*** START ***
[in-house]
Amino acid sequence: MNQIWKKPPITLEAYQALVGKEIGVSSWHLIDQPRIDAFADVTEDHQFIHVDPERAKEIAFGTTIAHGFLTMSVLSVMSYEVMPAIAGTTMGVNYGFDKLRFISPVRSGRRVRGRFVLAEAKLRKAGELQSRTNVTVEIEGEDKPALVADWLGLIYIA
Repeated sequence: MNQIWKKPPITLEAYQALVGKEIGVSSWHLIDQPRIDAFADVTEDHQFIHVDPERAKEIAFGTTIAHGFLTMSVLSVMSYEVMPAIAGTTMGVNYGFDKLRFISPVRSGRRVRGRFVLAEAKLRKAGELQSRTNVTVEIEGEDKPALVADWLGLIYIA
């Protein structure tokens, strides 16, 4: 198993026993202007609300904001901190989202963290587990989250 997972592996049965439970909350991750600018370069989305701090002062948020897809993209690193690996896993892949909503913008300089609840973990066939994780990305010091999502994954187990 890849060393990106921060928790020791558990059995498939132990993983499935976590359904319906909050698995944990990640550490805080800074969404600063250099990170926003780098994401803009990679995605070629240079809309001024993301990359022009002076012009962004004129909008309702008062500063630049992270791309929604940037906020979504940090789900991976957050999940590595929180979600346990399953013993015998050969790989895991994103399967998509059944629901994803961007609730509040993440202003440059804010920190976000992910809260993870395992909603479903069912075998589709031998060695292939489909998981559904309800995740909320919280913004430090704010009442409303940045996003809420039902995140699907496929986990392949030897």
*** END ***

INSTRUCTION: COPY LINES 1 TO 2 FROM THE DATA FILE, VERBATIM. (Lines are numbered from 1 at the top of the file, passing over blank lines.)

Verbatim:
[in-house]
Amino acid sequence: MNQIWKKPPITLEAYQALVGKEIGVSSWHLIDQPRIDAFADVTEDHQFIHVDPERAKEIAFGTTIAHGFLTMSVLSVMSYEVMPAIAGTTMGVNYGFDKLRFISPVRSGRRVRGRFVLAEAKLRKAGELQSRTNVTVEIEGEDKPALVADWLGLIYIA